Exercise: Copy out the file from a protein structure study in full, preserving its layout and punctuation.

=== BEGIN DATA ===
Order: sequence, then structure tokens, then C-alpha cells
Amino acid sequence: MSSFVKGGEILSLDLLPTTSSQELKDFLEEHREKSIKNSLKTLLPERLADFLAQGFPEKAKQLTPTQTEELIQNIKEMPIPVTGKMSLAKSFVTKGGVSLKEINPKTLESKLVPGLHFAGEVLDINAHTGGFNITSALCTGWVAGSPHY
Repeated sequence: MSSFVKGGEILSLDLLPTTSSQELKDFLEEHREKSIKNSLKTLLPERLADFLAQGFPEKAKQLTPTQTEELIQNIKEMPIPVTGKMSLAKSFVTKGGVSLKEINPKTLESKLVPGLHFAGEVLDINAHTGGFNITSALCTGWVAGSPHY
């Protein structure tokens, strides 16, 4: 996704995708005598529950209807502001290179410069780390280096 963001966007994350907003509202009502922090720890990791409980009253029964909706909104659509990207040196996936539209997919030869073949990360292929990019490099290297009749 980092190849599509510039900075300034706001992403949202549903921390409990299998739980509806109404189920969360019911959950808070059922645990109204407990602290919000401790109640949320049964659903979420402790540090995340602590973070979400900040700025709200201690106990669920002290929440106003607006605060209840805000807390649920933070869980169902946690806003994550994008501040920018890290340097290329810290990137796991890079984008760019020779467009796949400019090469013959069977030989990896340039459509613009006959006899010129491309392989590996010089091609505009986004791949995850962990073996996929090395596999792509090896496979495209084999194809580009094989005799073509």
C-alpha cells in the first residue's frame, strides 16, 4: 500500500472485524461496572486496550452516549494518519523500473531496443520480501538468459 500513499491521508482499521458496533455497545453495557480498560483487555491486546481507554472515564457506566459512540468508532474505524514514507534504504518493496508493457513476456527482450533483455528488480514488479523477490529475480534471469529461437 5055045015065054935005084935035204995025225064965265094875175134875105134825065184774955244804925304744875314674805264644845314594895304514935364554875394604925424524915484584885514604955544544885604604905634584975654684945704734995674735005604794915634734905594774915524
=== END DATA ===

Order: sequence, then structure tokens, then C-alpha cells
Amino acid sequence: MSSFVKGGEILSLDLLPTTSSQELKDFLEEHREKSIKNSLKTLLPERLADFLAQGFPEKAKQLTPTQTEELIQNIKEMPIPVTGKMSLAKSFVTKGGVSLKEINPKTLESKLVPGLHFAGEVLDINAHTGGFNITSALCTGWVAGSPHY
Repeated sequence: MSSFVKGGEILSLDLLPTTSSQELKDFLEEHREKSIKNSLKTLLPERLADFLAQGFPEKAKQLTPTQTEELIQNIKEMPIPVTGKMSLAKSFVTKGGVSLKEINPKTLESKLVPGLHFAGEVLDINAHTGGFNITSALCTGWVAGSPHY
């Protein structure tokens, strides 16, 4: 996704995708005598529950209807502001290179410069780390280096 963001966007994350907003509202009502922090720890990791409980009253029964909706909104659509990207040196996936539209997919030869073949990360292929990019490099290297009749 980092190849599509510039900075300034706001992403949202549903921390409990299998739980509806109404189920969360019911959950808070059922645990109204407990602290919000401790109640949320049964659903979420402790540090995340602590973070979400900040700025709200201690106990669920002290929440106003607006605060209840805000807390649920933070869980169902946690806003994550994008501040920018890290340097290329810290990137796991890079984008760019020779467009796949400019090469013959069977030989990896340039459509613009006959006899010129491309392989590996010089091609505009986004791949995850962990073996996929090395596999792509090896496979495209084999194809580009094989005799073509």
C-alpha cells in the first residue's frame, strides 16, 4: 500500500472485524461496572486496550452516549494518519523500473531496443520480501538468459 500513499491521508482499521458496533455497545453495557480498560483487555491486546481507554472515564457506566459512540468508532474505524514514507534504504518493496508493457513476456527482450533483455528488480514488479523477490529475480534471469529461437 5055045015065054935005084935035204995025225064965265094875175134875105134825065184774955244804925304744875314674805264644845314594895304514935364554875394604925424524915484584885514604955544544885604604905634584975654684945704734995674735005604794915634734905594774915524